After his playing days ended, Baines became a roving minor league hitting instructor for the White Sox. When coach Joe Nossek retired during spring training 2004, Chicago skipper Ozzie Guillen asked his former teammate to become his bench coach, and Baines agreed. He led the club for four games when Guillen was suspended, just long enough to confirm to himself that he didn’t want to manage.
Baines finally earned a World Series ring when the 2005 White Sox became the first Chicago team in 88 years to win the Fall Classic. It meant a lot to him to accomplish a longstanding goal and to be there every day working with the players.86 He remained in uniform for another decade, as the first base coach and later the assistant hitting instructor.
In 1984, a 25-year-old Baines had said, “I want to be remembered as somebody they enjoyed watching at the ballpark, but it doesn’t have to be a superstar or anything like that.”87 Nevertheless, in 2008, the White Sox unveiled a bronze statue of him outside U.S. Cellular Field. He was inducted into the Orioles Hall of Fame the following year. As for his chances to make it to Cooperstown, he remarked in 1997, “The only thing I can control is when I’m at the plate. Other people vote for stuff. If it happens, great. If not, I’ve had a very good career.”88
Baines was considered on the National Baseball Hall of Fame ballot for five consecutive years beginning in 2007. His candidacy received support from the likes of Cal Ripken, who had entered the Hall himself in 2007.89 Yet he never received more than 6.1% of the votes from members of the Baseball Writers Association of America — far short of the 75% required for induction. After receiving less than 5% support in 2011, he dropped off the writers’ ballot entirely. The numbers he had compiled were deemed closer to good than great, lacking the milestone totals or league-leading figures usually achieved by the game’s immortals. To some, the fact that he had been a platoon player for a significant part of his career neutralized the benefits of his 22-season longevity. The stigma of being primarily a DH after suffering a career-altering injury at age 27 certainly factored in as well.
After the 2015 season, Baines retired from coaching. As of 2020, he still lived in St. Michaels and worked for the White Sox as an ambassador.
Late in 2018, Baines learned that he would finally receive a plaque in Cooperstown. The Today’s Game Era Committee — including his longtime supporters Tony La Russa and Jerry Reinsdorf — gave him the 12 votes he needed out of 16 required to earn induction. Even La Russa admitted, “There were some very candid discussions” during the voting process.90 Baines himself was widely quoted as being “shocked.” It was a secret ballot and nobody else besides Reinsdorf or La Russa has gone on the record. But it’s noteworthy that eight other members of the Committee besides La Russa were also members of the Hall.
When the news broke, the other most prominent and vocal defender of Baines and his worthiness was former White Sox teammate Paul Konerko, who cited mental strength and leadership by example along with performance.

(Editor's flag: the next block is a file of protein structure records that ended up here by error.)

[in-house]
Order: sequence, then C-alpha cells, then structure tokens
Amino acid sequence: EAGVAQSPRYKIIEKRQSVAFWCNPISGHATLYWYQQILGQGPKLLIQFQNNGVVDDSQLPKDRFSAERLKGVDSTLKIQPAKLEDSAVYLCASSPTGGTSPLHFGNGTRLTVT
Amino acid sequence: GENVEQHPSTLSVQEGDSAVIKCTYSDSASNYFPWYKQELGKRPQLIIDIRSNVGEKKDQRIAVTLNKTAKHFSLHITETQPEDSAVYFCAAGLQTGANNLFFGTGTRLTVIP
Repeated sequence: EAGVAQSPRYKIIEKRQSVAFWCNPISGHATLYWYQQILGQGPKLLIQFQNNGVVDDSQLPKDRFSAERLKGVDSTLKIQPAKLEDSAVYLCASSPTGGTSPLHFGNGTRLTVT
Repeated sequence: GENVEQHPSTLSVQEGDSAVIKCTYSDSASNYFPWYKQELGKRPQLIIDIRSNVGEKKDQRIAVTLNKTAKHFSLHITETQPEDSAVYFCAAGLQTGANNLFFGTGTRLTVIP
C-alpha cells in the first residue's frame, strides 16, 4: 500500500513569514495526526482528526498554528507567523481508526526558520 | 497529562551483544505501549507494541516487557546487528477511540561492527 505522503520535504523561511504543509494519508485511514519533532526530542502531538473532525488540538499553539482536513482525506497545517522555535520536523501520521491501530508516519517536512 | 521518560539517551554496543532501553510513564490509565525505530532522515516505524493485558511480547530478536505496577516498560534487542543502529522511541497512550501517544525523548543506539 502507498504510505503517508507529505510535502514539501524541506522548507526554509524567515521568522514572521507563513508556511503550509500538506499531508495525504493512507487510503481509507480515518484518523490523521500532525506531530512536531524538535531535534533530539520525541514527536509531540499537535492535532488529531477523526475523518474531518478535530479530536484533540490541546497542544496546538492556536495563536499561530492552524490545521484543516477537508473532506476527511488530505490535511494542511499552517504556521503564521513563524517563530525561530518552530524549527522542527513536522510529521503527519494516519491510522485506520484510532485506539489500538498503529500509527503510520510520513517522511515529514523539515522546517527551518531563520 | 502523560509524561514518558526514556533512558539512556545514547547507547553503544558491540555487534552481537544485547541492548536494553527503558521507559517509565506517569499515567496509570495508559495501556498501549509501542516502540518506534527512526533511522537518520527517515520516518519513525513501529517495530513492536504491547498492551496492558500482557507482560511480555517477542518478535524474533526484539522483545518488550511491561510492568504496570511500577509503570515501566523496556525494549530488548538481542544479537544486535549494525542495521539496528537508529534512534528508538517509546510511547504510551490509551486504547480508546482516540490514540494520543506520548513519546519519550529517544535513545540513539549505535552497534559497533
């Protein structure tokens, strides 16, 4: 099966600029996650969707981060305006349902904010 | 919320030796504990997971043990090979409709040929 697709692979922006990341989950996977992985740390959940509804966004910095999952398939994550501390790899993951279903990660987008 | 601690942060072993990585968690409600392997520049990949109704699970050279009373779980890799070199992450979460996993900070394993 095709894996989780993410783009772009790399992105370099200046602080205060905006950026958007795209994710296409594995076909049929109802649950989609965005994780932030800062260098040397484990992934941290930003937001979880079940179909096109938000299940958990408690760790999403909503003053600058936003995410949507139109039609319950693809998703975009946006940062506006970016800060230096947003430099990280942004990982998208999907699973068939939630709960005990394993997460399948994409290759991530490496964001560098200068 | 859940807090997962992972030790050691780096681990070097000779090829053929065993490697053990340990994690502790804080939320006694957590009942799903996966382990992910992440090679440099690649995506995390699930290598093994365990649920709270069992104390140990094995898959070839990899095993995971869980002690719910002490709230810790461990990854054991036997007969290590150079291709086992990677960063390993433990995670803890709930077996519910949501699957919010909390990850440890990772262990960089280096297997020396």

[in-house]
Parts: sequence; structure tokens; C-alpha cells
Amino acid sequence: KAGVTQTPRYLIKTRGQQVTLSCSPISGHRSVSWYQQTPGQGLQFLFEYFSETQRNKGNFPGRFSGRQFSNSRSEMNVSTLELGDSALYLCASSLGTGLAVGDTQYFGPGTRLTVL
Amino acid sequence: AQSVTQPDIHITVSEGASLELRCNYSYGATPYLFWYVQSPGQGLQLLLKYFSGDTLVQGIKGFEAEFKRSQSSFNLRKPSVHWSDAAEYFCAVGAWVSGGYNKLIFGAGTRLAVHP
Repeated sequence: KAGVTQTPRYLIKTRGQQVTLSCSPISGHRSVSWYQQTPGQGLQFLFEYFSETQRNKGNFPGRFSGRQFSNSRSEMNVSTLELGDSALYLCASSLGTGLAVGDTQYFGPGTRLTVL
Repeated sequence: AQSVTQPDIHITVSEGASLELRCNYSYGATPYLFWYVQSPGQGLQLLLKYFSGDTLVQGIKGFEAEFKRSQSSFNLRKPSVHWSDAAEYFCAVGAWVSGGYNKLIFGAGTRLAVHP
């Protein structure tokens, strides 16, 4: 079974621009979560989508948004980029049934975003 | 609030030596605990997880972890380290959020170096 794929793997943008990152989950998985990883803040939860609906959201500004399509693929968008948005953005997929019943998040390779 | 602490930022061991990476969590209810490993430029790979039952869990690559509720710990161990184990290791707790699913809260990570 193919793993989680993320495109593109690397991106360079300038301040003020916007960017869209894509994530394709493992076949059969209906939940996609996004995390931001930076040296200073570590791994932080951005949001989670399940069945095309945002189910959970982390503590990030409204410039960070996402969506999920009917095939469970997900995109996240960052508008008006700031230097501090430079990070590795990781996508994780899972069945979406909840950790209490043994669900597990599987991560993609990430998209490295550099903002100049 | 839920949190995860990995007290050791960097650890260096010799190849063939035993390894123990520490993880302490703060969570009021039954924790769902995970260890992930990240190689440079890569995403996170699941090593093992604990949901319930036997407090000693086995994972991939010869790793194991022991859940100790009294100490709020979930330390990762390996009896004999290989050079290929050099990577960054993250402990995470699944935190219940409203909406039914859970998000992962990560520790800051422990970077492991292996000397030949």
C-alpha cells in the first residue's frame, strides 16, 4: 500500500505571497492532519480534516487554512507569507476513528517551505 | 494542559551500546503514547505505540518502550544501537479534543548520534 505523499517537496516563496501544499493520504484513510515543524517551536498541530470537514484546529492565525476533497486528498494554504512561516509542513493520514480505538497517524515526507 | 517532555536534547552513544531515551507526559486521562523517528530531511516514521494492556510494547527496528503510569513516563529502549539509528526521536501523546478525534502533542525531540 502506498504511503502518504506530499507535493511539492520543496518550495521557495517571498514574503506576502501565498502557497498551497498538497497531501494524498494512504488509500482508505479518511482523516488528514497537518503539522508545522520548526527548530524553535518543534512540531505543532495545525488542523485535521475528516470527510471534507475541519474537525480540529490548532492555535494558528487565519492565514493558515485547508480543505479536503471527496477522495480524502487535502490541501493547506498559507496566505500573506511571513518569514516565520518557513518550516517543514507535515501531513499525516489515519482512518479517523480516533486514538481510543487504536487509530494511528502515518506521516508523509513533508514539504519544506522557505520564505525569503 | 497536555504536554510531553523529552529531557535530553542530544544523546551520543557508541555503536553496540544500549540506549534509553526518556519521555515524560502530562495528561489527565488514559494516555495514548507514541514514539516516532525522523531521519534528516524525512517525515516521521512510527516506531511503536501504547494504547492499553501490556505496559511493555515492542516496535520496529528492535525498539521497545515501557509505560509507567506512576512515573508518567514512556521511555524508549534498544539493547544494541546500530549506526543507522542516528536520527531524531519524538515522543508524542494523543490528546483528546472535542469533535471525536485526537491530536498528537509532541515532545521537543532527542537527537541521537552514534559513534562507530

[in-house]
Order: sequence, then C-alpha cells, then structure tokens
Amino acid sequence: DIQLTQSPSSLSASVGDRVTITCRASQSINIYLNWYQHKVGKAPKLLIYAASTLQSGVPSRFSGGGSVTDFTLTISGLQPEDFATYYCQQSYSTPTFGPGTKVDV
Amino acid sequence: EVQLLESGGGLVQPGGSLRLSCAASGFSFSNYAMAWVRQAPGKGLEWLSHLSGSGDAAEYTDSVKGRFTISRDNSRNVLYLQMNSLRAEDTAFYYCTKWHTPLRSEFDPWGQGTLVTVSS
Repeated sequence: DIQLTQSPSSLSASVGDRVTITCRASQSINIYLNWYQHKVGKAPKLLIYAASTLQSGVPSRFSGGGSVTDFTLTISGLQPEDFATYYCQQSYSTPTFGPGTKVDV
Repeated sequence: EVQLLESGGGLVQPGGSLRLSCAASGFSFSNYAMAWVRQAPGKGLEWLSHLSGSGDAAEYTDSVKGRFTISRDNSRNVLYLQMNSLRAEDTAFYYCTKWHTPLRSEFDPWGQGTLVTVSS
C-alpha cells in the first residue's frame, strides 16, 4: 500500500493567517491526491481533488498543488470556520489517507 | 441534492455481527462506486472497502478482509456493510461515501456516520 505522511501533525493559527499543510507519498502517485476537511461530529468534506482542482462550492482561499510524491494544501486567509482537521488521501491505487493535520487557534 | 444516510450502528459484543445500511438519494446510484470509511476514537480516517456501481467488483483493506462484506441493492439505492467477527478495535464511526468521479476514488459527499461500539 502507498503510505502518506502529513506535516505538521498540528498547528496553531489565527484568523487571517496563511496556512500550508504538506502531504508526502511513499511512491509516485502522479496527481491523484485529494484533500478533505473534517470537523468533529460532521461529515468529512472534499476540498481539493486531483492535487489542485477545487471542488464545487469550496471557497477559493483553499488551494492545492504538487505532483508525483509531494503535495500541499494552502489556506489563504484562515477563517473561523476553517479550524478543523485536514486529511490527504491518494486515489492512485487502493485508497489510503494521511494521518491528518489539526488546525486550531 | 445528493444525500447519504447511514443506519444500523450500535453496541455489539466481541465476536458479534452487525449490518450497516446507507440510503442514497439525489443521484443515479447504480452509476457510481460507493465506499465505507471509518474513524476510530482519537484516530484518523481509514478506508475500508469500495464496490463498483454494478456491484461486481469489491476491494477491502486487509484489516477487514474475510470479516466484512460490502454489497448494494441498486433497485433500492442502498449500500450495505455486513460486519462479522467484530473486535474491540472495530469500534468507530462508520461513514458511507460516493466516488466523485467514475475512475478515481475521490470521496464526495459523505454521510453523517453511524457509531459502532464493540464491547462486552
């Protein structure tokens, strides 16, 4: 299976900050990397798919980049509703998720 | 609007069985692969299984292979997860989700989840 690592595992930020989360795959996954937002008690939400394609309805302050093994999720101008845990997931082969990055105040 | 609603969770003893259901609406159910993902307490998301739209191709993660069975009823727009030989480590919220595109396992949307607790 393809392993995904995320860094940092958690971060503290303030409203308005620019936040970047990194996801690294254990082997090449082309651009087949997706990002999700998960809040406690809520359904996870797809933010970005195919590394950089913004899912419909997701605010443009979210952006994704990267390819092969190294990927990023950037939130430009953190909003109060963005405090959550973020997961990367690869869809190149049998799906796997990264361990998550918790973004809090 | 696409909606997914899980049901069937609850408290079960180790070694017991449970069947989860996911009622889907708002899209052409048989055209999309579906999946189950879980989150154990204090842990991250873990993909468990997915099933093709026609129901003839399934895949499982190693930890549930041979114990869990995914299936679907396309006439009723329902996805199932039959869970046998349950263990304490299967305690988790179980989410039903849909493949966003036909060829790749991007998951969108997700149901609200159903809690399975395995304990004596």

The election of Baines remains as controversial — one especially heated exchange featuring La Russa took place on MLB Network91 — as it is irreversible. Yet in his quiet and humble way, Baines expressed his gratitude to the voters and for the existence of the Committee.92
Baines became the third player picked number-one overall in the June amateur draft to enter the Hall, after Ken Griffey Jr. and Chipper Jones — even though he was drafted a decade ahead of Griffey and 13 years ahead of Jones.
Baines’s father had died in 2014, prompting the remark, “The only thing missing when it comes to being elected to the Hall of Fame is my dad’s not here to see it.”93 On July 21, 2019, he took his place among the game’s all-time greats, closing his uncharacteristic 9-minute, 54-second speech with a lesson that his father taught him when they played catch: “Words are easy, deeds are hard. Words can be empty. Deeds speak the loudest, and sometimes they echo forever.”94
Last revised: December 17, 2020
Special thanks to Harold Baines, who graciously granted several telephone interviews to Tim Deale, including one on his 60th birthday in 2019.
This biography was reviewed by Rory Costello and Norman Macht and fact-checked by Chris Rainey.
1 Jerome Holtzman, “Low-keyed Baines Still Doing Talking with His Bat,” Chicago Tribune, June 22, 1995: E3.
2 Mike Kiley, “Baines Appears Set to Make Some Noise — On the Field,” Chicago Tribune, April 7, 1985: C1.
3 “Harold Baines,” https://libapps.salisbury.edu/nabb-online/exhibits/show/friends-rivals-baseball-delmar/national-baseball-hall-of-fame/harold-baines, (last accessed November 13, 2020).
4 Bert Lehman, “For Harold Baines, Chicago Was Always His Kind of Town,” https://sportscollectorsdigest.com/news/harold-baines-chicago-town, (last accessed November 13, 2020).
5 Peter Schmuck, “Baines’ Happy Landing,” Baltimore Sun, January 29, 1993: 1C.
6 Lehman, “For Harold Baines, Chicago Was Always His Kind of Town.”
7 Bill Veeck, “Maryland, My Maryland,” Chicago Tribune, October 4, 1983: C3.
8 Mike Kiley, “The Big RBI Goes to Baines,” Chicago Tribune, September 18, 1983: B3.
9 Veeck, “Maryland, My Maryland.”
10 Schmuck, “Baines’ Happy Landing.”
11 Dave Nightingale, “Naturally, Baines is a Success,” Chicago Tribune, April 27, 1980: C1.
12 Schmuck, “Baines’ Happy Landing.”
13 Veeck, “Maryland, My Maryland.”
14 Harold Baines, 1981 Topps Baseball Card.
15 Veeck, “Maryland, My Maryland.”
16 Kiley, “The Big RBI Goes to Baines.”
17 Nightingale, “Naturally, Baines is a Success.”
18 Kiley, “The Big RBI Goes to Baines.”